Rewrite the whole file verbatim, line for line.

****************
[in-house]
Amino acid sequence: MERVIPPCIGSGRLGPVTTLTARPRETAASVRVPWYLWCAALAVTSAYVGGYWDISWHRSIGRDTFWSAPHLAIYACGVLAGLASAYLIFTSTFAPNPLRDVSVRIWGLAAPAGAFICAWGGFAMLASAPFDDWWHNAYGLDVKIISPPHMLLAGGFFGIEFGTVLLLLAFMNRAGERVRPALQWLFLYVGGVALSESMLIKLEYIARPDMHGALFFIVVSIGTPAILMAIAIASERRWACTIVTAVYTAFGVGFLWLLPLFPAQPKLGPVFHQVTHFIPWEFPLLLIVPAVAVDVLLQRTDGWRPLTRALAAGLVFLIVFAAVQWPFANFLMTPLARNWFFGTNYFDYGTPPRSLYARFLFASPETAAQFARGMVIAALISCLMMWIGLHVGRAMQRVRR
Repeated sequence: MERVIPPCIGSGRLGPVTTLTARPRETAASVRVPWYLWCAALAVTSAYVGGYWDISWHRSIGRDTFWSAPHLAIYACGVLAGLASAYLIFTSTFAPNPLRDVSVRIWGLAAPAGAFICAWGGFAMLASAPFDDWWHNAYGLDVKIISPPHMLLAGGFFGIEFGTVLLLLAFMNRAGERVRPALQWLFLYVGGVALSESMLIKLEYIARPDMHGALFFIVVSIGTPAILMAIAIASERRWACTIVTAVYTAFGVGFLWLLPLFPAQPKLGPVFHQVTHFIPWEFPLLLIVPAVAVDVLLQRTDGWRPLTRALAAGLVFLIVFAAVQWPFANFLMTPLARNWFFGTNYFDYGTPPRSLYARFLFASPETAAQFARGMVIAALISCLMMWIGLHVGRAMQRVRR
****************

[in-house]
Amino acid sequence: MERVIPPCIGSGRLGPVTTLTARPRETAASVRVPWYLWCAALAVTSAYVGGYWDISWHRSIGRDTFWSAPHLAIYACGVLAGLASAYLIFTSTFAPNPLRDVSVRIWGLAAPAGAFICAWGGFAMLASAPFDDWWHNAYGLDVKIISPPHMLLAGGFFGIEFGTVLLLLAFMNRAGERVRPALQWLFLYVGGVALSESMLIKLEYIARPDMHGALFFIVVSIGTPAILMAIAIASERRWACTIVTAVYTAFGVGFLWLLPLFPAQPKLGPVFHQVTHFIPWEFPLLLIVPAVAVDVLLQRTDGWRPLTRALAAGLVFLIVFAAVQWPFANFLMTPLARNWFFGTNYFDYGTPPRSLYARFLFASPETAAQFARGMVIAALISCLMMWIGLHVGRAMQRVRR
Repeated sequence: MERVIPPCIGSGRLGPVTTLTARPRETAASVRVPWYLWCAALAVTSAYVGGYWDISWHRSIGRDTFWSAPHLAIYACGVLAGLASAYLIFTSTFAPNPLRDVSVRIWGLAAPAGAFICAWGGFAMLASAPFDDWWHNAYGLDVKIISPPHMLLAGGFFGIEFGTVLLLLAFMNRAGERVRPALQWLFLYVGGVALSESMLIKLEYIARPDMHGALFFIVVSIGTPAILMAIAIASERRWACTIVTAVYTAFGVGFLWLLPLFPAQPKLGPVFHQVTHFIPWEFPLLLIVPAVAVDVLLQRTDGWRPLTRALAAGLVFLIVFAAVQWPFANFLMTPLARNWFFGTNYFDYGTPPRSLYARFLFASPETAAQFARGMVIAALISCLMMWIGLHVGRAMQRVRR